We haven't sorted out all the power management quirks (or, less politely: bugs) on our new Ryzen testbed, so the idle power results below are mostly from our Coffee Lake system. The PCIe Gen4 drives have been tested on both systems, but for now we are unable to use the lowest-power idle states on the Ryzen system.

Since AMD has not enabled PCIe 4 on their Renoir mobile platform and Intel's Tiger Lake isn't quite shipping yet, these scores are still fairly representative of how these Gen4-capable drives handle power management in a typical mobile setting. Once we're able to get PCIe power management fully working crash-free on our Ryzen testbed, we'll update these scores in our Bench database.

Idle Power Consumption - No PMIdle Power Consumption - DesktopIdle Power Consumption - Laptop

The active idle power draw from the 980 PRO unsurprisingly differs quite a bit depending on whether it's running the PCIe link at Gen3 or Gen4 speeds. At Gen3 speeds, the active idle power is decently low for an 8-channel controller and is an improvement over the 970 generation. At Gen4 speeds the active idle power is a bit on the high side of normal, but still lower than the Phison E16 and the WD Black that is something of an outlier.

The desktop idle power draw for the 980 PROs is less than half what we saw with the Samsung 970 generation drives, but not quite as low as the Silicon Motion SM2262EN achieves. On our Coffee Lake system, the 980 PROs are both able to achieve single digit milliwatt idle power.

Idle Wake-Up Latency

The idle wake-up times for the 980 PROs are all very quick, though waking up from the desktop idle state to Gen4 speed does seem to take longer than reestablishing a Gen3 link. Some of the previous-generation Samsung drives we tested exhibited wake-up latencies of several milliseconds, but so far the 980 PRO doesn't seem to do that and aggressively using the deepest idle states achievable won't noticeably hurt system responsiveness.

Mixed Read/Write Performance Conclusion: Top Shelf, No Drama
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  • romrunning - Tuesday, September 22, 2020 - link

    Agreed! Reply
  • Tomatotech - Wednesday, September 23, 2020 - link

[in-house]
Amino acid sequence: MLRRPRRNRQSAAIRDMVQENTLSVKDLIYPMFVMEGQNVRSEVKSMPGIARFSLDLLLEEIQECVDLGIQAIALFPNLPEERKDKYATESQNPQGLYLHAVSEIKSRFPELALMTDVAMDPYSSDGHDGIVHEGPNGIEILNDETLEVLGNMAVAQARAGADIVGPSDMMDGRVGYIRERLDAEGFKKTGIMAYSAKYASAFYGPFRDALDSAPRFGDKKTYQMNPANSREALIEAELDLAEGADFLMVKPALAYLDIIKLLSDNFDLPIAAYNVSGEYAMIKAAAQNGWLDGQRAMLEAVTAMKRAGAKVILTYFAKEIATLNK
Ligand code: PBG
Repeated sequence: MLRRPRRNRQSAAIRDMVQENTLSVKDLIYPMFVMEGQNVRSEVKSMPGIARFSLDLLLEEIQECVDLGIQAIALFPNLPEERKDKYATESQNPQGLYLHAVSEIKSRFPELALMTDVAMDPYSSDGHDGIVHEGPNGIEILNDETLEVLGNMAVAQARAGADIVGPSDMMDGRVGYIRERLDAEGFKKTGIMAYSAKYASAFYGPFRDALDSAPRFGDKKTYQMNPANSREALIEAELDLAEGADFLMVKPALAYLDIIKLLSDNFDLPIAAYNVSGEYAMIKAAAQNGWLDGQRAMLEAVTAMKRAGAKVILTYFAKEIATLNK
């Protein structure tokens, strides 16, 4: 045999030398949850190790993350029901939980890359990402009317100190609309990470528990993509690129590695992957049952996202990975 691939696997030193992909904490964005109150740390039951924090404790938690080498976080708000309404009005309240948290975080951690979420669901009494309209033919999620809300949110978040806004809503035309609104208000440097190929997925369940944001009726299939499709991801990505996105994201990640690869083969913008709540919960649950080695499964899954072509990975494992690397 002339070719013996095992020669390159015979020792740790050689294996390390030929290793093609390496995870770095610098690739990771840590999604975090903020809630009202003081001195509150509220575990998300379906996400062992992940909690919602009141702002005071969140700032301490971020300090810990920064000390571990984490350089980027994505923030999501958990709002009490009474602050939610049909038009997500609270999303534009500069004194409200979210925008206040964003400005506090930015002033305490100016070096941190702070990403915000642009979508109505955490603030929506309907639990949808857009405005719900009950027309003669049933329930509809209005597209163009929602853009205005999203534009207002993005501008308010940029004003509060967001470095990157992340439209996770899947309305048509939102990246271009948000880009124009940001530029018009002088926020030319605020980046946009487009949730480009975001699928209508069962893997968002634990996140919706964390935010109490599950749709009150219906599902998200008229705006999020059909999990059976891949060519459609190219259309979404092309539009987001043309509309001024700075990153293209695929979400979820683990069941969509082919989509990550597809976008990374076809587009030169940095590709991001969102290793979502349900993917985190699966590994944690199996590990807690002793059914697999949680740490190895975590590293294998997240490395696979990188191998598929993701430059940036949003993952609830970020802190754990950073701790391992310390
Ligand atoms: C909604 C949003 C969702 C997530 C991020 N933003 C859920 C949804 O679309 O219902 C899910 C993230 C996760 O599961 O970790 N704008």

See the StoragePro review for some eyebrow-raising numbers that may change your view.

    https://www.storagereview.com/review/samsung-980-p...
    Reply
  • Tams80 - Tuesday, September 22, 2020 - link

    What's the point of these if they are going to use TLC? They already make TLC SSDs and the market is pretty full.

    So what if using MLC is more expensive? Isn't the whole point of these to be their best of the best? And if an SLC cache benefits TLC SSDs, then why not have an MLC SSD with an SLC cache?
    Reply
  • Kaziglu Bey - Tuesday, September 22, 2020 - link

    Not the hope we're looking for.
    Time for me to buy another 2TB SX8200 Pro.
    Reply
  • vladx - Thursday, September 24, 2020 - link

    Yep, beyond enterprise workloads there's no point buying anything other than the SSD with best price/GB. Reply
  • Makaveli - Tuesday, September 22, 2020 - link

    What were they thinking here.

    600 TBW on this "Pro" drive then a small 114GB SLC cache?

    The E16 offers 1,800 TBW at 1TB and 333GB SLC cache.

    Not impressed with this drive and looking forward to the E18 drives that are slowly coming out.
    Reply
  • Luckz - Thursday, September 24, 2020 - link

    You mean it will just use the entire empty SSD, because leaving the SSD empty is both a 'feature' and a smart use case? I barely even have 10% free on actively used SSDs. Reply
  • Golgatha777 - Tuesday, September 22, 2020 - link

    For $20 more, I'll take a slight performance hit, but gain 4X the endurance by buying a 512GB 970 Pro. There's been nothing worth upgrading to since the 950 Pro when it comes to real world usage anyway though. Reply
  • MDD1963 - Tuesday, September 22, 2020 - link

    I've written 30 TB in 3 years to my 960 EVO...; folks worried about 'only' 600 TBW (60 years at my rate usage?) specs are amusing. Reply
  • Makaveli - Tuesday, September 22, 2020 - link

    And its assuming to me that you think your anecdotal point speaks for the whole market. Reply